Lerner in American Thinker: Profiles in Courage
The award of only six Medals of Honor for heroic conduct in Afghanistan and Iraq is the result of continued stringent application of award guidelines, says Professor Craig Lerner, rather than politicized actions of the Department of Defense, as some have suggested.
"The incidence of Medal of Honor awards as a percentage of total participants in operations in Afghanistan and Iraq is lower than that of twentieth century wars, but these campaigns have been only fractionally as deadly," says Lerner. "Indeed, as a percentage of the 5,100 who have died in Iraq and Afghanistan, 6 Medals of Honor is an almost identical rate of awards as that achieved in World War I and World War II."
Early in the twentieth century, the Department of Defense established methodical protocols to govern award of the medal, and those protocols have resulted in an award system that is uniformly stringent in its application.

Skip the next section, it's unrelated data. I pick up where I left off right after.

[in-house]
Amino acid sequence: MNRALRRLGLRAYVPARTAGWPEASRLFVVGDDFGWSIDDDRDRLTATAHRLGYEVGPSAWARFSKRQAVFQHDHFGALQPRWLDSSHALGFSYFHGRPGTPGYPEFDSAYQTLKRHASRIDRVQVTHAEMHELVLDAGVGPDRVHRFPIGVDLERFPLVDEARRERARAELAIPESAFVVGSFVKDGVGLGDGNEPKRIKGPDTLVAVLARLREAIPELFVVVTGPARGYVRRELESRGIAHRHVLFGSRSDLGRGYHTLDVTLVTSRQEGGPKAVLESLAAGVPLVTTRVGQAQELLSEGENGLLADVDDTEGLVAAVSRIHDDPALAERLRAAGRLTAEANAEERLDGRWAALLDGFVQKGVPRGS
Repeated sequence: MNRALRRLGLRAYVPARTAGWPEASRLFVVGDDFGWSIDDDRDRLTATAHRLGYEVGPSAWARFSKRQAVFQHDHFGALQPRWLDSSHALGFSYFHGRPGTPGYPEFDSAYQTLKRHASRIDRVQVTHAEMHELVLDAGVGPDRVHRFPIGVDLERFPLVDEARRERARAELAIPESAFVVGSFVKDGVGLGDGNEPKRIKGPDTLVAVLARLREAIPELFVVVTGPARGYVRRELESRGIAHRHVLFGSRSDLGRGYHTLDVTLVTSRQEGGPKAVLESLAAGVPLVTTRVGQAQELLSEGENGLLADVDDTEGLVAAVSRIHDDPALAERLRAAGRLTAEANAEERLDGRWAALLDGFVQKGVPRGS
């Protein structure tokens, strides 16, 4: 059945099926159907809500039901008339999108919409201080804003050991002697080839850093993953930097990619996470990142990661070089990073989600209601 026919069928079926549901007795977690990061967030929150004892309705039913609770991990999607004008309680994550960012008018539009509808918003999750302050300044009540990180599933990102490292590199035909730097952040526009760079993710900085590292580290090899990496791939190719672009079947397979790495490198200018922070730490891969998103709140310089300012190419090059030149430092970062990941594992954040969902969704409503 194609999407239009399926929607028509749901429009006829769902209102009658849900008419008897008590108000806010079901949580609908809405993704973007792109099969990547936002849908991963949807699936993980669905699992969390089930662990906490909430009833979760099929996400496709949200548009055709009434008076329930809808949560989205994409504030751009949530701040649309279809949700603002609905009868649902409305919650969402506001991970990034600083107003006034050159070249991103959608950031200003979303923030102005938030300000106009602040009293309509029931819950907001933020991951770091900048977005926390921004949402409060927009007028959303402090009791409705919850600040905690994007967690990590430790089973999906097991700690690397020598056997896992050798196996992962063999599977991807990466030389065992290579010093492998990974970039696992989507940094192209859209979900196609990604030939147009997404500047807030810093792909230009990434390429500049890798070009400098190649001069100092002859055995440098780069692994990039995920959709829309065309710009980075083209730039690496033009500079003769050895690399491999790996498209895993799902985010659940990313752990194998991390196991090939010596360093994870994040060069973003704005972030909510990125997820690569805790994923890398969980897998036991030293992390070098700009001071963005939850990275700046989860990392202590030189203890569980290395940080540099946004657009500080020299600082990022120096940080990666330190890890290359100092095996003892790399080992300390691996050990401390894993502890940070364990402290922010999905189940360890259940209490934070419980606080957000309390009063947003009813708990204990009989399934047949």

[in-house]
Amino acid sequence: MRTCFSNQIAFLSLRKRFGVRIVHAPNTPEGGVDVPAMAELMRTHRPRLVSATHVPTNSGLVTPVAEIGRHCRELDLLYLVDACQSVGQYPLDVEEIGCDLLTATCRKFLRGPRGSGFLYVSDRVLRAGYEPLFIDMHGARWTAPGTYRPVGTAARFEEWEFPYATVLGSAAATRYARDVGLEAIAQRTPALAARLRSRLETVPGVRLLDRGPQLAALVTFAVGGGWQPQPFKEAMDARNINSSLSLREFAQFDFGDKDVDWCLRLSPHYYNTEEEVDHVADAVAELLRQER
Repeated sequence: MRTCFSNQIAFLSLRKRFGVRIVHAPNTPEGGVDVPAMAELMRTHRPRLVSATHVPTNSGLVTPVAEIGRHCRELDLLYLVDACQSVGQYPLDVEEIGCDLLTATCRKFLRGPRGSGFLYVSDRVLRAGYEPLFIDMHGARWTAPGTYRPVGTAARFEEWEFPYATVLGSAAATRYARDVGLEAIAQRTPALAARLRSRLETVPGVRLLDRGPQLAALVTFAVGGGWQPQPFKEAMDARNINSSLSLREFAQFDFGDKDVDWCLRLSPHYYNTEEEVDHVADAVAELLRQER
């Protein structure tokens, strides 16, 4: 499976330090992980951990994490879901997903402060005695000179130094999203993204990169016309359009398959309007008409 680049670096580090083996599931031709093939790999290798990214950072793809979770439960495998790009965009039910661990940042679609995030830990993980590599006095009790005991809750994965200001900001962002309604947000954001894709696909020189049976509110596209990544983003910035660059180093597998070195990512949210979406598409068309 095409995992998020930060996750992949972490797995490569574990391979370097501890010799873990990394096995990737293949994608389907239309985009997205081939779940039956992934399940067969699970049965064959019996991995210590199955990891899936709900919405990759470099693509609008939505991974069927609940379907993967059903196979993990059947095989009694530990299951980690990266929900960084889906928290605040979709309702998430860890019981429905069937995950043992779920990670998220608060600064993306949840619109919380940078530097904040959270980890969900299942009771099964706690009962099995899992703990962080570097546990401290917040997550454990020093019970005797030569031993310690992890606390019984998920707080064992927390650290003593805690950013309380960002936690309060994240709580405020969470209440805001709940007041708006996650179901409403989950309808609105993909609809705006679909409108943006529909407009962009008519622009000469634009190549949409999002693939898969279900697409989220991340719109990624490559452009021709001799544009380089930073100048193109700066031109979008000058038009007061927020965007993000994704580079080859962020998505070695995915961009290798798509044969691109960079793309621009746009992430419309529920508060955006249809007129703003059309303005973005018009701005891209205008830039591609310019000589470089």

Lerner suggests that rather than offering criticism of the Medal of Honor selection process, Congress should instead shift its focus to treating its own expenditure of taxpayer revenues by strict standards similar to those followed by the Pentagon in awarding the Medal of Honor, with significant internal review and an overriding sense of miserliness.
Profiles in Courage, American Thinker, September 17, 2009. By Craig S. Lerner.
"This is unfortunate because in an era of rampant grade inflation -- and out-of-control federal spending -- the Medal of Honor stands out, conspicuously, as an instance in which standards and parsimony have been preserved. The award was created during the Civil War, and a ragged selection process resulted in several dubious recipients throughout the 19th century. Among the most controversial Medals of Honor were the twenty awarded after the one-day skirmish with the Sioux Indians at Wounded Knee, South Dakota in 1890.
"In the early twentieth century, however, the Defense Department scrutinized earlier medals, rescinding hundreds, and implementing methodical protocols to ensure the integrity of the award. Much like the Vatican's traditional canonization process, which included a devil's advocate (or advocatus diaboli) to gainsay every candidacy for sainthood, the presumption is against issuing the award, and overwhelming evidence is expected to overcome this presumption.